EU could push politically motivated Brexit deal, Chancellor Philip Hammond warns

Jon Stone
Political Correspondent
@joncstone
Wednesday 26 October 2016 00:16
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Mr Hammond has warned that economic concerns may not be the main motivator in Brexit negotiations
Mr Hammond has warned that economic concerns may not be the main motivator in Brexit negotiations

The EU may be politically motivated to give Britain a worse deal over Brexit, Chancellor Philip Hammond has suggested.

Eurosceptics have long claimed that the EU will treat Britain favourably in exit talks because refusing to give the UK single market access would cause them economic damage.

However Mr Hammond said that “economics alone” would be unlikely to dictate the outcome of negotiations.

Pro-EU politicians and commentators have previously warned that EU nations’ number one priority would be to prevent other countries from leaving the bloc – which would require Britain to not get any advantages from leaving.

“Our intention is to get the very best deal that we can, with our neighbours in the European Union to allow access for our companies to trade their goods and services into the European Union,” Mr Hammond said at Treasury Questions in the House of Commons on Tuesday.

“But I would just caution you that looking at the economic arguments alone is to miss a very important point.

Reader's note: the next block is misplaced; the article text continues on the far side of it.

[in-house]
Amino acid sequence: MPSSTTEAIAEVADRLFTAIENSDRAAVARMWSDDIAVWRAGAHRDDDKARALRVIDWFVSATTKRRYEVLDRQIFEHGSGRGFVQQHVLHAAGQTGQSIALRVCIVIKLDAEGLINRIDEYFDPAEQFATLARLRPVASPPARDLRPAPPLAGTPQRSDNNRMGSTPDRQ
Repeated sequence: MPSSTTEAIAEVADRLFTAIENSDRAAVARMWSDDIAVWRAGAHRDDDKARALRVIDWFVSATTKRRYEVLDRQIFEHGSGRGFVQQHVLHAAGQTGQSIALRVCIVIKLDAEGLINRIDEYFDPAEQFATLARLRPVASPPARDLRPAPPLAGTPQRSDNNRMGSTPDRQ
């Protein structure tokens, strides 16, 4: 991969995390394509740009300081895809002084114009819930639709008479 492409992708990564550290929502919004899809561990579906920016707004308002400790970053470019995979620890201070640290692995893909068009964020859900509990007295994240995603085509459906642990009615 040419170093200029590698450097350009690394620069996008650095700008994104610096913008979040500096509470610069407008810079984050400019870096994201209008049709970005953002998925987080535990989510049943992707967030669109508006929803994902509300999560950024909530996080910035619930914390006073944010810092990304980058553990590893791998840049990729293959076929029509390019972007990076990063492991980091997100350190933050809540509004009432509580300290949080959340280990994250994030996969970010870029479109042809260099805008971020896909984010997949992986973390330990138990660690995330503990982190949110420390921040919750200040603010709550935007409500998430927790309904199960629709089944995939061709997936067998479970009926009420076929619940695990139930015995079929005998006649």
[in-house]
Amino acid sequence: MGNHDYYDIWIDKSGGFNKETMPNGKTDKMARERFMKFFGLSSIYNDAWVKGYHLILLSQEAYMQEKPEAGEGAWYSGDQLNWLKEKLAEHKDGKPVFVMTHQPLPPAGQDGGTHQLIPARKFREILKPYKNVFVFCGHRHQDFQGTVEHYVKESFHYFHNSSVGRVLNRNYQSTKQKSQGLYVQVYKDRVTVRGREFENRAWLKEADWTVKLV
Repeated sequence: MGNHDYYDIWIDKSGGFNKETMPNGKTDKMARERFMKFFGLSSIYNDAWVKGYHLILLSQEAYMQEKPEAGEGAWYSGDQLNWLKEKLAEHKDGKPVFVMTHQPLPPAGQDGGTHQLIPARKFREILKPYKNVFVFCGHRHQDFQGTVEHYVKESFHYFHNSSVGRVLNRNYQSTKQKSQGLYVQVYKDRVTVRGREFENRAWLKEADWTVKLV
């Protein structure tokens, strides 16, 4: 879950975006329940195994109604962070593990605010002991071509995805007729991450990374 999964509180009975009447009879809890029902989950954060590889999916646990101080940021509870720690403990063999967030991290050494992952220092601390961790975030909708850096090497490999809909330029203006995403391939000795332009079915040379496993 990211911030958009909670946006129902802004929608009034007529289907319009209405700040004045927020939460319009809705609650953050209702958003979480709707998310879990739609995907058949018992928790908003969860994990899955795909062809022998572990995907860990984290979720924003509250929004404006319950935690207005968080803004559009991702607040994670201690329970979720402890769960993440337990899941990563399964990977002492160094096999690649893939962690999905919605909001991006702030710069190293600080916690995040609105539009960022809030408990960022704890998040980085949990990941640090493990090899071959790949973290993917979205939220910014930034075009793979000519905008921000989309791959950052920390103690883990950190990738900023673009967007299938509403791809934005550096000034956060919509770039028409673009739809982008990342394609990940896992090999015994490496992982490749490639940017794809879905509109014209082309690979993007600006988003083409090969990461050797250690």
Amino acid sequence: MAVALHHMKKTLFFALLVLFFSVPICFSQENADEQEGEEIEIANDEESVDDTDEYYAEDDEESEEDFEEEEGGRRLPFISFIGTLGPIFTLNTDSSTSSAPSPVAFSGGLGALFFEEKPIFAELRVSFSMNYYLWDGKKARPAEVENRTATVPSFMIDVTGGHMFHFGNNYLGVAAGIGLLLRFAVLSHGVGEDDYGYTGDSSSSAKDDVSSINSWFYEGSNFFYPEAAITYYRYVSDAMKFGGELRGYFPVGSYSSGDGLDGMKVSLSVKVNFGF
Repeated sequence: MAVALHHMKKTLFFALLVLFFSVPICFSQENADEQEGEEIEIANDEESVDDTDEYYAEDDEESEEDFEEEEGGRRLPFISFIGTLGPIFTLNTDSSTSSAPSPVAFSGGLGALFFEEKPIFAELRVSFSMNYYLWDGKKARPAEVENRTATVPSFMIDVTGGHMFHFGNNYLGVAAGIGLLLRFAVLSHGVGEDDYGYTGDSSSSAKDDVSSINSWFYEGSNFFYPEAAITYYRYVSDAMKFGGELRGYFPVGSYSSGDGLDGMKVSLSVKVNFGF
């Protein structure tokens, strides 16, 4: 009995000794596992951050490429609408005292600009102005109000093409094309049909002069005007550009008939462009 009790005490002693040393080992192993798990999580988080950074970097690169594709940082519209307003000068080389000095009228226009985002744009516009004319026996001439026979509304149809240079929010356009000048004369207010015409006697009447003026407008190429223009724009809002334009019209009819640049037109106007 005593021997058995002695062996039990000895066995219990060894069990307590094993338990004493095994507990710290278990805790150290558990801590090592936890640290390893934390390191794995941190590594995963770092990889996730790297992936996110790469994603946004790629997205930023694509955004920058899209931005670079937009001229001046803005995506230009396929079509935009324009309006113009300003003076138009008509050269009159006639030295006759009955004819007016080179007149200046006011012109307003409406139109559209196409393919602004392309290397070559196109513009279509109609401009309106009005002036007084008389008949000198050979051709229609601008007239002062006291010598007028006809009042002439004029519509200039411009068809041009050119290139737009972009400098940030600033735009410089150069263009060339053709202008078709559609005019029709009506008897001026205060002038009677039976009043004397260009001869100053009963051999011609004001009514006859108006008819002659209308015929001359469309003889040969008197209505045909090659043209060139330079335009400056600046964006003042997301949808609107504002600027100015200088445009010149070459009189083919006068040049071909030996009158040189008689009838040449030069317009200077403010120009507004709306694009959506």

“There’s a political debate going on here in Europe where European politicians are very conscious of the impact of Britain’s departure on their political project.

“I don't think we can be certain that economics alone will dictate the course of this negotiation.”

The intervention comes days after the former civil servant who negotiated the EU’s opt-out accused the Brexit Secretary David Davis of living in “cloud cuckoo land”.

Sir Brian Unwin, a former Treasury mandarin who was part of Margaret Thatcher’s budget rebate negotiation team, said ministers had a “horrific” job ahead of them.

Sir Brian suggested that Mr Davis, the Secretary of State of Leaving the European Union, was subject to “a misreading of the situation” and that “unconstructive” talk by top UK figures was jeopardising a good deal.

Theresa May has said she will trigger Article 50 to leave the European Union in the first quarter of 2017. Two years or more of negotiations will follow, after which time Britain will leave the EU.

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